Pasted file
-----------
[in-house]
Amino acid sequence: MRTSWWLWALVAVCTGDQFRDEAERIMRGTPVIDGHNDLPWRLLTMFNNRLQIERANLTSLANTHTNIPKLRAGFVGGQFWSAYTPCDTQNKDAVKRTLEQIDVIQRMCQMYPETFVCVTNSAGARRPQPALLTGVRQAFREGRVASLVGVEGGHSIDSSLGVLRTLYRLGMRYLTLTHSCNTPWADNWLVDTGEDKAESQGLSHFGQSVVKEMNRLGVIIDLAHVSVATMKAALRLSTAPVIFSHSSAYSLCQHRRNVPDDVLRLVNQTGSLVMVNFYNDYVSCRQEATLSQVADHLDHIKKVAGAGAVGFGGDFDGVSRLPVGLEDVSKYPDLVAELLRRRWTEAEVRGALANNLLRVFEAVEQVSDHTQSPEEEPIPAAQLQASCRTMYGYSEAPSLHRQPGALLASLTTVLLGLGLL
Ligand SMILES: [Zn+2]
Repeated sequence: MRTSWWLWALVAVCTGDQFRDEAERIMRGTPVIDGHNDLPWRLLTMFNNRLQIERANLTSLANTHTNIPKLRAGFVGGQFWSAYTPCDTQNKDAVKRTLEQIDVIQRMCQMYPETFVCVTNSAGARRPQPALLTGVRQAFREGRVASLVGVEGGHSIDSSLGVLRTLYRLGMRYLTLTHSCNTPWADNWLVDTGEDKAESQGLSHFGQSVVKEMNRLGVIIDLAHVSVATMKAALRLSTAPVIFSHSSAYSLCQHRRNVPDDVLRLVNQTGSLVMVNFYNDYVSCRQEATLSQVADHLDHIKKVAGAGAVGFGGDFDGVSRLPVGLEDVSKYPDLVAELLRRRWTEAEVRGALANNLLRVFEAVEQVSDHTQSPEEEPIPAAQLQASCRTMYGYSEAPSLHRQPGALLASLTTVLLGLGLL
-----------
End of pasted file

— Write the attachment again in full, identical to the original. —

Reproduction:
[in-house]
Amino acid sequence: MRTSWWLWALVAVCTGDQFRDEAERIMRGTPVIDGHNDLPWRLLTMFNNRLQIERANLTSLANTHTNIPKLRAGFVGGQFWSAYTPCDTQNKDAVKRTLEQIDVIQRMCQMYPETFVCVTNSAGARRPQPALLTGVRQAFREGRVASLVGVEGGHSIDSSLGVLRTLYRLGMRYLTLTHSCNTPWADNWLVDTGEDKAESQGLSHFGQSVVKEMNRLGVIIDLAHVSVATMKAALRLSTAPVIFSHSSAYSLCQHRRNVPDDVLRLVNQTGSLVMVNFYNDYVSCRQEATLSQVADHLDHIKKVAGAGAVGFGGDFDGVSRLPVGLEDVSKYPDLVAELLRRRWTEAEVRGALANNLLRVFEAVEQVSDHTQSPEEEPIPAAQLQASCRTMYGYSEAPSLHRQPGALLASLTTVLLGLGLL
Ligand SMILES: [Zn+2]
Repeated sequence: MRTSWWLWALVAVCTGDQFRDEAERIMRGTPVIDGHNDLPWRLLTMFNNRLQIERANLTSLANTHTNIPKLRAGFVGGQFWSAYTPCDTQNKDAVKRTLEQIDVIQRMCQMYPETFVCVTNSAGARRPQPALLTGVRQAFREGRVASLVGVEGGHSIDSSLGVLRTLYRLGMRYLTLTHSCNTPWADNWLVDTGEDKAESQGLSHFGQSVVKEMNRLGVIIDLAHVSVATMKAALRLSTAPVIFSHSSAYSLCQHRRNVPDDVLRLVNQTGSLVMVNFYNDYVSCRQEATLSQVADHLDHIKKVAGAGAVGFGGDFDGVSRLPVGLEDVSKYPDLVAELLRRRWTEAEVRGALANNLLRVFEAVEQVSDHTQSPEEEPIPAAQLQASCRTMYGYSEAPSLHRQPGALLASLTTVLLGLGLL